enhanced food quality. Specializing in sliders, White Castle plans to deploy any displaced back-of-house team members into more customer-facing roles with the expectation of improving customer service. While it attracts industry and public attention due to its prominence in the restaurant kitchen, the company behind Flippy touts its ability to reduce the spread of pathogens during cooking and perfect the cooking process so foods are not undercooked. Both goals will likely appeal to an array of restaurant operators who can afford the investment. The introduction of robotics and artificial intelligence in the kitchen holds a lot of promise, and the COVID-19 pandemic has accelerated this opportunity. Operators are grappling with difficulty staffing their restaurants, including securing kitchen staff. In addition, the promise of increased safety in the restaurant environment scores robotic applications an advantage as a potential longterm solution.
Human workers are still highly in demand, even in industries in which robotics have been widely-used. In manufacturing, there has been a dearth of skilled workers, to the tune of more than half a million open positions, according to Reuters. There’s little reason to believe that robotics will displace workers. Restaurants that are forward-thinking will see that human labor is best utilized in the front-of-house, interacting and engaging with customers.
Autonomous delivery Self-driving cars that can transport food from point A to point B will be a common sight in the future. The pandemic has accelerated consumer desire for uber-convenient food delivery. Companies like Nuro, which created the R2 robot that Domino’s operates in Houston, Texas, are betting on such a future. “What we’ve seen over the last few years is that people want everything delivered, faster and more affordably; hence Domino’s pilot with robotics firm Nuro,” said a Nuro spokesperson. “What was once snail mail shifted to 2-day delivery, then same day RESTAURANT C-SUITE 7
Nuro’s R2 robot brings a futuristic twist to delivery. Photo by Nuro.
delivery, and increasingly even that isn’t fast enough. Historically, speed comes with cost, but Nuro is changing that. We believe that you should be able to get the things you need when you need them—whether it’s your groceries, pizza, produce or prescriptions— quickly and affordably.” Restaurant diners will win in this new future. With on-demand restaurant food so desirable, but increasingly elusive as a profitable, human-delivered commodity, the restaurant industry will certainly be open to advances offered by robotics. Autonomous delivery offers a future of precise and speed-focused food at consumers’ fingertips. A question looms: is this solution scalable to independent operators, or an advancement that only the largest restaurant chains can afford? Nuro’s R2 has a significant and diverse range of applications. In 2020, the company deployed R2 to transport medicine, supplies, and food to COVID patients and medical staff in Sacramento and San Mateo at the height of the pandemic. Nuro has also entered into an agreement with CVS to deliver prescriptions. RESTAURANT C-SUITE | Restaurant news that’s fresh, informed, inspired (by you) 8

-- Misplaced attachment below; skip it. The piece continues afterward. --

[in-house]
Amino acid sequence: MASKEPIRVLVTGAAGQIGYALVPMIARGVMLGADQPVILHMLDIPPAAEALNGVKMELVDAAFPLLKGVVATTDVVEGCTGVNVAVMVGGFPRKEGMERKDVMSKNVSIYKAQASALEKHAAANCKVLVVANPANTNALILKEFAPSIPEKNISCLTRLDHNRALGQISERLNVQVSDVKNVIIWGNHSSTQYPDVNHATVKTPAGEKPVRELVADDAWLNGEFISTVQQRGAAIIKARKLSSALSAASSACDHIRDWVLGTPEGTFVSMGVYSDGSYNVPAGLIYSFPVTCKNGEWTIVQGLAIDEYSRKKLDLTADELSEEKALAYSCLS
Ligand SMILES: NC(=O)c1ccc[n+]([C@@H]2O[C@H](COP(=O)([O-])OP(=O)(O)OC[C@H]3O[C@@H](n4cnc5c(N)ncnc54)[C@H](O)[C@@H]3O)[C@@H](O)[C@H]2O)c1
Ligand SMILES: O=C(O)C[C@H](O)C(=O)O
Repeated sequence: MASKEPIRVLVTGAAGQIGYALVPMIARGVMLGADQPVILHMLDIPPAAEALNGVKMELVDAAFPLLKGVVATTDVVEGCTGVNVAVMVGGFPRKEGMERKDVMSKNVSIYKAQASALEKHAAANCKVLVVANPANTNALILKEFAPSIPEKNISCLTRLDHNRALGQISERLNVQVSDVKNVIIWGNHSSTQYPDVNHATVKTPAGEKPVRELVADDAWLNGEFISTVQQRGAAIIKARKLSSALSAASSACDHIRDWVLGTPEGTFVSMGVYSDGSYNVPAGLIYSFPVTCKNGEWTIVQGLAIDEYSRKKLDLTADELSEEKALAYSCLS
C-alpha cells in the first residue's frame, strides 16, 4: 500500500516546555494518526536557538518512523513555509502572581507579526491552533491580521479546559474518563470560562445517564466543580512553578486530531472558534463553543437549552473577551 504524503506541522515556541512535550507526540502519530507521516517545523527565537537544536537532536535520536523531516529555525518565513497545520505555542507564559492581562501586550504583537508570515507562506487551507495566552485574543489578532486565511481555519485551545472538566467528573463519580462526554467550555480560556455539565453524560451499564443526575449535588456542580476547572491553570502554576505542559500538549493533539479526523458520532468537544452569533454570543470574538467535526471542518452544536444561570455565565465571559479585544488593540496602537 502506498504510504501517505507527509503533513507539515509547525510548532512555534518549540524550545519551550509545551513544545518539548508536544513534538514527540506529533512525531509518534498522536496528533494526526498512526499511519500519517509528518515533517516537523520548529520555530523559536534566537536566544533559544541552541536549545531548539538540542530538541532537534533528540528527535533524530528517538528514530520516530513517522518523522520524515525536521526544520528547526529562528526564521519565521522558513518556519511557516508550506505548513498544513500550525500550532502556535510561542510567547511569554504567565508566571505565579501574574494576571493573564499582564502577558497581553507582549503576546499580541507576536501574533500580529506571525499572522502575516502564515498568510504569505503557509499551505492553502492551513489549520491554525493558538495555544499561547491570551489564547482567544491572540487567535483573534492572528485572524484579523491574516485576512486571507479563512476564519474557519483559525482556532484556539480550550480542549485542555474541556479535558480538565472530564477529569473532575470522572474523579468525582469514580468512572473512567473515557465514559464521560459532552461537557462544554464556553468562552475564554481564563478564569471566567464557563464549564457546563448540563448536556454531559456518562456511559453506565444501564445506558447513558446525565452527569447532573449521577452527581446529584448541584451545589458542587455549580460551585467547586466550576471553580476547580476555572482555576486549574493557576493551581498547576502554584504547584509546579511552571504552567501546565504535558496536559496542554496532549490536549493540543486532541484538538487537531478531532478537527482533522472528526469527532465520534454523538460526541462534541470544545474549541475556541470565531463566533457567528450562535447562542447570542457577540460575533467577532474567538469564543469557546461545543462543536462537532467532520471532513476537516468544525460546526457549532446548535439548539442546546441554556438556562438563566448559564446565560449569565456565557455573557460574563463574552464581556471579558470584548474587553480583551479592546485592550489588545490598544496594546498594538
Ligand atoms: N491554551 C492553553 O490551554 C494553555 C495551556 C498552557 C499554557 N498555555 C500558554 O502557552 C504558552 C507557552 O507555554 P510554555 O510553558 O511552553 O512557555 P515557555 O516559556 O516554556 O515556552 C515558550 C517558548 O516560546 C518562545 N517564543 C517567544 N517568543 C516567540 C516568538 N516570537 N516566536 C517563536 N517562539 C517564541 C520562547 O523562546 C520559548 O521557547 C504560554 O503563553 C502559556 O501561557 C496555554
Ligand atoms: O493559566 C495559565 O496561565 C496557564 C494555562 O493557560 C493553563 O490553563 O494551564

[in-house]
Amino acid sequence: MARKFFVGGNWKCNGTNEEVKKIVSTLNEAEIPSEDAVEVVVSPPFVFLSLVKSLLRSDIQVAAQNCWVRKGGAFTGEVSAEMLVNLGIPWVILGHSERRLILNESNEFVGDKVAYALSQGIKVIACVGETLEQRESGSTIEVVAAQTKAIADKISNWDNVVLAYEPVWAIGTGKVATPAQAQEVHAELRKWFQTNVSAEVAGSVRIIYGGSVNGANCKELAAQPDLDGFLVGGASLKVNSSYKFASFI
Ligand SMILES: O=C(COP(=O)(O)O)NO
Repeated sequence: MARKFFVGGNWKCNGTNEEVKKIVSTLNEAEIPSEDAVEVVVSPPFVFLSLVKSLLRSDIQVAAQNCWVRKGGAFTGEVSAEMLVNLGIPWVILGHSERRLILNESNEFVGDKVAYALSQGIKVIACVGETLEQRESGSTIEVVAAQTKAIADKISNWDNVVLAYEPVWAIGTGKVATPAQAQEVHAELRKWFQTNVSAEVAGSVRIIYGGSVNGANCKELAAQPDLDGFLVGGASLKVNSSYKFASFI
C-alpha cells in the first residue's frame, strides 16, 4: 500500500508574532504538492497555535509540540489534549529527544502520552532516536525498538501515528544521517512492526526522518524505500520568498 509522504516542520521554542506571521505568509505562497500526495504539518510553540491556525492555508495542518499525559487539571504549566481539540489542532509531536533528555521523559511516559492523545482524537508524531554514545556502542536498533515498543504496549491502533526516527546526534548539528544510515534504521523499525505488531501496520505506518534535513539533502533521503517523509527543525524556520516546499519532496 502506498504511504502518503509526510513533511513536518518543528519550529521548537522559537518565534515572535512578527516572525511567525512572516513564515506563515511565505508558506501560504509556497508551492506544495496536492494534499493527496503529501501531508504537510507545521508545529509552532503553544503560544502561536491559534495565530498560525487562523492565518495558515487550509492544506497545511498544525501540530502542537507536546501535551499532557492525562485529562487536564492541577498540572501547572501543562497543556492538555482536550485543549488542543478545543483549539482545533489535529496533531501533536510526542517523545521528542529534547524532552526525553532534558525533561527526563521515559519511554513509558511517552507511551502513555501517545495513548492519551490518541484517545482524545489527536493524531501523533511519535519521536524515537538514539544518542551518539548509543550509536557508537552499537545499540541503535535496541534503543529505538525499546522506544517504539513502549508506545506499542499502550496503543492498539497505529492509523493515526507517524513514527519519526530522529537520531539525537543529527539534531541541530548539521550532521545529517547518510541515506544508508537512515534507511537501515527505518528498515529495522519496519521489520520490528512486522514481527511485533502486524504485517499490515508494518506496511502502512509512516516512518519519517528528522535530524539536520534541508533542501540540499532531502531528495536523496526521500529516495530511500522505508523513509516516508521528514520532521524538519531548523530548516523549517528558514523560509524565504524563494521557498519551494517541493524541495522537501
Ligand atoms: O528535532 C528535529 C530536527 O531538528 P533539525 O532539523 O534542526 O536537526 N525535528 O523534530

Dish assembly Boston-based Dexai Robotics is offering a solution for assembling dishes, including salads, in the restaurant kitchen. Alfred the robot can assemble food dishes in a highly hygienic manner, while tracking inventory in real time, according to the company. The device also stops operating when in close proximity to staff members, which helps promote employee safety in the kitchen. Alfred has arisen as a viable solution for restaurant kitchens due to its pay-per-demand business model. A product of Anthony Tayoun and David Johnson, Alfred originated in Draper Laboratory, a research institute in Cambridge, Mass., and came into the spotlight, with a debut at the 2019 Web Summit in Portugal. Consumer demand for speed, restaurant labor shortages and concerns for food safety are driving robotics to the top of the solution list. Whether for food preparation or food delivery, robotics is the next big presence in restaurants worldwide.
Domino’s launches autonomous delivery By Rick Zambrano
Houston’s Woodland Heights target of new AI-powered program Domino’s Pizza has partnered with tech company Nuro, to launch self-driving deliveries in Houston as part of a beta program. Nuro blends robotics and AI to power autonomous delivery through its R2 robot. The Woodland Heights neighborhood in Houston is the target of the new pizza fulfillment program.